The Roman Pontiff - like all the faithful - is subject to the Word of God, to the Catholic faith, and is the guarantor of the Church's obedience; in this sense he is servus servorum Dei. He does not make arbitrary decisions, but is spokesman for the will of the Lord, who speaks to man in the Scriptures lived and interpreted by Tradition; in other words, the episkope of the primacy has limits set by divine law and by the Church's divine, inviolable constitution found in Revelation. The Successor of Peter is the rock which guarantees a rigorous fidelity to the Word of God against arbitrariness and conformism: hence the martyrological nature of his primacy. (The Pope is a preserver or a conserver of Tradition. When the Pope teaches ex cathedra, the Holy Spirit protects authoritative teaching from error in faith and morals.)
8. The characteristics of exercising the primacy must be understood primarily on the basis of two fundamental premises: the unity of the episcopacy and the episcopal nature of the primacy itself. Since the episcopacy is "one and undivided", the primacy of the Pope implies the authority effectively to serve the unity of all the Bishops and all the faithful, and "is exercised on various levels, including vigilance over the handing down of the Word, the celebration of the liturgy and the sacraments, the Church's mission, discipline and the Christian life"; on these levels, by the will of Christ, everyone in the Church - Bishops and the other faithful - owe obedience to the Successor of Peter, who is also the guarantor of the legitimate diversity of rites, disciplines and ecclesiastical structures between East and West.
Let us turn next to the Catechism which provides seekers with a succinct overview of Papal authority:
In order to preserve the Church in the purity of the faith handed on by the apostles, Christ who is the Truth willed to confer on her a share in his own infallibility. By a “supernatural sense of faith” the People of God, under the guidance of the Church’s living Magisterium, “unfailingly adheres to this faith.”
The Roman Pontiff, head of the college of bishops, enjoys this infallibility in virtue of his office, when, as supreme pastor and teacher of all the faithful—who confirms his brethren in the faith he proclaims by a definitive act a doctrine pertaining to faith or morals. . . . The infallibility promised to the Church is also present in the body of bishops when, together with Peter’s successor, they exercise the supreme Magisterium,” above all in an Ecumenical Council. When the Church through its supreme Magisterium proposes a doctrine “for belief as being divinely revealed,” and as the teaching of Christ, the definitions “must be adhered to with the obedience of faith.” This infallibility extends as far as the deposit of divine Revelation itself.—http://www.vatican.va/archive/ccc_css/archive/catechism/p123a9p4.htm#891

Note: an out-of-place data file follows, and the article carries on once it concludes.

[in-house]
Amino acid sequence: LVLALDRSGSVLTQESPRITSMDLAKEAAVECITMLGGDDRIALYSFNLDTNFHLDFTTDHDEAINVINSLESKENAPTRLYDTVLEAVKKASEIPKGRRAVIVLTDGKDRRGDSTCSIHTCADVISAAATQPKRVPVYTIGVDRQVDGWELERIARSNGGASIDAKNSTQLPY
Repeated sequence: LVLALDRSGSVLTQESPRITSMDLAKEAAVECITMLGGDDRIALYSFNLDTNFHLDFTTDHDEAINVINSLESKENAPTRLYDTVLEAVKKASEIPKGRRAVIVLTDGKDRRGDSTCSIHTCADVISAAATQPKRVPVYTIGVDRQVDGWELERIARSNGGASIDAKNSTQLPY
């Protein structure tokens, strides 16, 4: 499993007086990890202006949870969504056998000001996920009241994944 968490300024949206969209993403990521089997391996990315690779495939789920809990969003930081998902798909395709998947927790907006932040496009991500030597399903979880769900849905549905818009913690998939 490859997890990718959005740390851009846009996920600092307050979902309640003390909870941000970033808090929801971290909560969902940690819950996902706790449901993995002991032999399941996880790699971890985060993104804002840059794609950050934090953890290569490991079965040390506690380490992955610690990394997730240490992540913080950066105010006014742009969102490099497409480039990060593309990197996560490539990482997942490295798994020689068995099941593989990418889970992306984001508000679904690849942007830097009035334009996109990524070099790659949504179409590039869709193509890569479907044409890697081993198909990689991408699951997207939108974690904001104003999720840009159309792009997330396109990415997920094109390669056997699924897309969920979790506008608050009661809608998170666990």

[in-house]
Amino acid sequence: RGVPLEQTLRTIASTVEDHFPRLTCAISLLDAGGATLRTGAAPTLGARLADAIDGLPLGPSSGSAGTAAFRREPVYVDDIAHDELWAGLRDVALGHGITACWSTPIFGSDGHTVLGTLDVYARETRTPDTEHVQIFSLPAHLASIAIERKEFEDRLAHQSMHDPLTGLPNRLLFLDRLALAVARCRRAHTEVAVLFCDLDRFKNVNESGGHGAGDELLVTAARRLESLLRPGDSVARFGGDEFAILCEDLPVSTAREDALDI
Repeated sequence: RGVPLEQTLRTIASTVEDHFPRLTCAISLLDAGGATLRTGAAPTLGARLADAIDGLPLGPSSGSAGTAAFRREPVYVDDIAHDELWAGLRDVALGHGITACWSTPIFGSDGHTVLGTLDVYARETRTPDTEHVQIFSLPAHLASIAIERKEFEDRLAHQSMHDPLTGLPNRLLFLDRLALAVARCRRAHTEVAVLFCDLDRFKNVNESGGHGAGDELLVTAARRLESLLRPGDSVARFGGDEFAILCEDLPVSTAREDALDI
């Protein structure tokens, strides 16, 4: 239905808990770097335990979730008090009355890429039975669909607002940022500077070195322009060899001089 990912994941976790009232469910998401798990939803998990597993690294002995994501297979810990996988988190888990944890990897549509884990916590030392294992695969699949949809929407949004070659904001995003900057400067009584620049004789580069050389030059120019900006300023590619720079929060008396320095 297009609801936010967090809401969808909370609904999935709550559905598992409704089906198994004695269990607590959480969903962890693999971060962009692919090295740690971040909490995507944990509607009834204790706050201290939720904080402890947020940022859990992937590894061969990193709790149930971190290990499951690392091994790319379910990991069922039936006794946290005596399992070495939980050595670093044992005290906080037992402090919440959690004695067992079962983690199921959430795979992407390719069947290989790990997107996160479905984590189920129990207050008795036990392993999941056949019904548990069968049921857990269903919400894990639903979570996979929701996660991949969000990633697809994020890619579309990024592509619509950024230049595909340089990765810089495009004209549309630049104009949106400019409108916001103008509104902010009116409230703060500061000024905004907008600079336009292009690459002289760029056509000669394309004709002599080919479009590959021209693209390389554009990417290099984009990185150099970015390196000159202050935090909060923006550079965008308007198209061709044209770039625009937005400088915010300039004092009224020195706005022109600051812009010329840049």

Unity in the Truth
A pastor of a non-Catholic denomination can interpret Scripture and claim that his interpretation represents the authoritative interpretation. Different denominations have arisen all claiming to hold to a true interpretation (of Scripture) while, frequently, their teachings collide and contradict each other. When someone teaches something which contradicts another's teaching, or even contradicts Holy Scripture, there must by necessity—i.e., the need to protect souls from error—be an authoritative interpreter who can protect the Church from illegitimate innovations. Without the Spirit-guided Office of Peter and the Magisterium to ensure that interpretation accords with Apostolic Tradition, an individual or community will be lost to error, error such as reading into Scripture something that openly contradicts the received teaching of Christ, e.g., misguided interpretations which permit sinful relationships or behaviours that are contrary to the mind of Christ.